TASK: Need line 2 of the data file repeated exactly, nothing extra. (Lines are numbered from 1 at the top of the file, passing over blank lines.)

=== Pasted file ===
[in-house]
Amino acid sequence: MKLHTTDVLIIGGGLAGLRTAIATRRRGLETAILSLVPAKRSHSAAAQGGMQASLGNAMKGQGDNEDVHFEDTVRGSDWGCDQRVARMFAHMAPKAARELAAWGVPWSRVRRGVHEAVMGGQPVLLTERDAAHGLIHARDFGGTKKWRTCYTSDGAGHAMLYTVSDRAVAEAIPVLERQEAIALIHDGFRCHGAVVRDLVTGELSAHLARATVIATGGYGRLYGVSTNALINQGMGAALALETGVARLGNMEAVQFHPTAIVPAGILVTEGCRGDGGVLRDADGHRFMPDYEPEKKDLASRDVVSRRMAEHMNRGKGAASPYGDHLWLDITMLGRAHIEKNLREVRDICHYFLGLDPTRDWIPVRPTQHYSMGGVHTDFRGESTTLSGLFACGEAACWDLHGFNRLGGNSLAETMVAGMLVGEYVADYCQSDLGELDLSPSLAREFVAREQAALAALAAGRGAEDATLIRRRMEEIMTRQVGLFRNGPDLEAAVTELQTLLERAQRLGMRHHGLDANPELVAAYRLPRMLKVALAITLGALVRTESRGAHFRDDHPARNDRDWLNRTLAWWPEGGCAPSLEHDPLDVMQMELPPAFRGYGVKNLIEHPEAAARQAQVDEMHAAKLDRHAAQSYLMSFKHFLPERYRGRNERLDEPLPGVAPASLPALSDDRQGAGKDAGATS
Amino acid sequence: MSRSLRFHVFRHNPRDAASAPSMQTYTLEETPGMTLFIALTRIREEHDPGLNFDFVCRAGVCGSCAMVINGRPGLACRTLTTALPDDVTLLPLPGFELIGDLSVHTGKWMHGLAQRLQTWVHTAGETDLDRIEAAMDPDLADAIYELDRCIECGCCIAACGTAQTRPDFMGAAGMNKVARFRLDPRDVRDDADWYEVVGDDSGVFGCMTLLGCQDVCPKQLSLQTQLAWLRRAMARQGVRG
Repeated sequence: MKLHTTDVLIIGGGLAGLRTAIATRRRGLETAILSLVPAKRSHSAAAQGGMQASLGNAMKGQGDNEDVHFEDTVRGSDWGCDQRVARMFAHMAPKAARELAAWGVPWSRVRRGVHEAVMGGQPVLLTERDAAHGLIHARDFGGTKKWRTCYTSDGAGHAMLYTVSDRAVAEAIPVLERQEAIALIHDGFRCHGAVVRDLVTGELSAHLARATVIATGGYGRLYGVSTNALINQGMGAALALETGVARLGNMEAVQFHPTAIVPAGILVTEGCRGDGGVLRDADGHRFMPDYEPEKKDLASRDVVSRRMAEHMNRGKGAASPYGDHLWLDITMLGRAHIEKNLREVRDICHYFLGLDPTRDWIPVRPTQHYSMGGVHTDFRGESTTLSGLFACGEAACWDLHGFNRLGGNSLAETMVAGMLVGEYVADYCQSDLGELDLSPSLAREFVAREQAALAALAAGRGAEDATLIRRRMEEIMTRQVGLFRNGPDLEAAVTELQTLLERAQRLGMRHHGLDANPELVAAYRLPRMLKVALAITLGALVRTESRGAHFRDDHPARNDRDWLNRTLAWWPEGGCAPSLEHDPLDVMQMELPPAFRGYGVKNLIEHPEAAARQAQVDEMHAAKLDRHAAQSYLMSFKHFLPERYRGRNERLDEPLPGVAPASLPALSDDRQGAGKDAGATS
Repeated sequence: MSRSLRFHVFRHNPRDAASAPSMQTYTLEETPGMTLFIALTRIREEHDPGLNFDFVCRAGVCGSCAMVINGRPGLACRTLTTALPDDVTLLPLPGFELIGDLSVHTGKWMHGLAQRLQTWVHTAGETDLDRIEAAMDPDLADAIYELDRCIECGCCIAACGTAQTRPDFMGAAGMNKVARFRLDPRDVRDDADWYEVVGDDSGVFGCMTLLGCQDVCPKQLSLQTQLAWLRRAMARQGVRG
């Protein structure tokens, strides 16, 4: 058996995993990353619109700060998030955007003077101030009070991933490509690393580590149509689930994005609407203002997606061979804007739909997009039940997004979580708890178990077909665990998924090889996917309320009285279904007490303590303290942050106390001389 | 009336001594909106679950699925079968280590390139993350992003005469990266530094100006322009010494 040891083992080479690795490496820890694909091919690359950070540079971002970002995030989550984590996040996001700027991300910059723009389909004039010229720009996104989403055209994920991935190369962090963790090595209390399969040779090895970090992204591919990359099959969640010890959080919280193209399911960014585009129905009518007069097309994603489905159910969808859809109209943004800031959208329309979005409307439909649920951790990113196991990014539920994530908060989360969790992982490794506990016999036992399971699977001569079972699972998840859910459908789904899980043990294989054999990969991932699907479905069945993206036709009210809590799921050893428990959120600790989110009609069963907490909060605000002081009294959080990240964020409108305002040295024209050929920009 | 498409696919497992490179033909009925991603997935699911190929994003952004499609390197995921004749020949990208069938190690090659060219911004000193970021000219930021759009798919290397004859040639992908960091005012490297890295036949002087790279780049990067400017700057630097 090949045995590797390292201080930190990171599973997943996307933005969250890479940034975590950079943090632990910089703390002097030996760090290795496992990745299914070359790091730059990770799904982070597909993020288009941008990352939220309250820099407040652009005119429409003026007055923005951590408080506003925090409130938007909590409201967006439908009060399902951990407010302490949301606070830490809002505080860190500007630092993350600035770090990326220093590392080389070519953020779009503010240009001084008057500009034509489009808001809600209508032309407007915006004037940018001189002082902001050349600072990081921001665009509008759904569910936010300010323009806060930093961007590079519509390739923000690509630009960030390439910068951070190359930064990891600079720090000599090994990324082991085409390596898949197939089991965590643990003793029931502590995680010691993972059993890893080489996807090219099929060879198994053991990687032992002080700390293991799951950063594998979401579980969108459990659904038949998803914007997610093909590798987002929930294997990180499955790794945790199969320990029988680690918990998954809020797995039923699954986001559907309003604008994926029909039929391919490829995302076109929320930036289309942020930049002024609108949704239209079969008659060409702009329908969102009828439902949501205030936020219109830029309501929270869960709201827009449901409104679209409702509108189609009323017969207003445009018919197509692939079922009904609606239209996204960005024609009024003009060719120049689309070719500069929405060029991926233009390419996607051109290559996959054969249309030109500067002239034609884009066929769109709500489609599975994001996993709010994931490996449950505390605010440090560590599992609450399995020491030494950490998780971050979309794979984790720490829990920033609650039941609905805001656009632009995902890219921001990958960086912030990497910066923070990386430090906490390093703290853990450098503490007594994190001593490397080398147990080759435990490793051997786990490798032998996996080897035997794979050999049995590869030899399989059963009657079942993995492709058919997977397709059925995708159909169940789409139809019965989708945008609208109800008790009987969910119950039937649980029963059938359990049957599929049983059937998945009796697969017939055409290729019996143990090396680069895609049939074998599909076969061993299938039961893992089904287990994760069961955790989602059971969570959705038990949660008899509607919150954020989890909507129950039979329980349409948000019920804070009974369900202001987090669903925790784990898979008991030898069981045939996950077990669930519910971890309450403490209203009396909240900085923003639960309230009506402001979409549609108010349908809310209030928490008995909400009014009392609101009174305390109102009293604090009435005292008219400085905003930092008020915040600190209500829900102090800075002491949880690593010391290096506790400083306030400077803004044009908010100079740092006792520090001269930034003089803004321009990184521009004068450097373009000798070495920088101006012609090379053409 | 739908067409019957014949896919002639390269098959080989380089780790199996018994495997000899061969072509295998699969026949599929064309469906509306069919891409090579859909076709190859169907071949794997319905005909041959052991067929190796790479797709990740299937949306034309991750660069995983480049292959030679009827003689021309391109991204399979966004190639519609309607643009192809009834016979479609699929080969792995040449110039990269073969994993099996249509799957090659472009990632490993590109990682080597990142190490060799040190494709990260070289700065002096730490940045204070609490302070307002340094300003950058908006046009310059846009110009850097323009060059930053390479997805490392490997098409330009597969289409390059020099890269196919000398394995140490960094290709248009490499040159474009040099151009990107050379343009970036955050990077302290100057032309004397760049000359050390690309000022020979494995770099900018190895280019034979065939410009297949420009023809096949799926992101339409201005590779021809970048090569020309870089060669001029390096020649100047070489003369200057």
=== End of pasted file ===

Amino acid sequence: MKLHTTDVLIIGGGLAGLRTAIATRRRGLETAILSLVPAKRSHSAAAQGGMQASLGNAMKGQGDNEDVHFEDTVRGSDWGCDQRVARMFAHMAPKAARELAAWGVPWSRVRRGVHEAVMGGQPVLLTERDAAHGLIHARDFGGTKKWRTCYTSDGAGHAMLYTVSDRAVAEAIPVLERQEAIALIHDGFRCHGAVVRDLVTGELSAHLARATVIATGGYGRLYGVSTNALINQGMGAALALETGVARLGNMEAVQFHPTAIVPAGILVTEGCRGDGGVLRDADGHRFMPDYEPEKKDLASRDVVSRRMAEHMNRGKGAASPYGDHLWLDITMLGRAHIEKNLREVRDICHYFLGLDPTRDWIPVRPTQHYSMGGVHTDFRGESTTLSGLFACGEAACWDLHGFNRLGGNSLAETMVAGMLVGEYVADYCQSDLGELDLSPSLAREFVAREQAALAALAAGRGAEDATLIRRRMEEIMTRQVGLFRNGPDLEAAVTELQTLLERAQRLGMRHHGLDANPELVAAYRLPRMLKVALAITLGALVRTESRGAHFRDDHPARNDRDWLNRTLAWWPEGGCAPSLEHDPLDVMQMELPPAFRGYGVKNLIEHPEAAARQAQVDEMHAAKLDRHAAQSYLMSFKHFLPERYRGRNERLDEPLPGVAPASLPALSDDRQGAGKDAGATS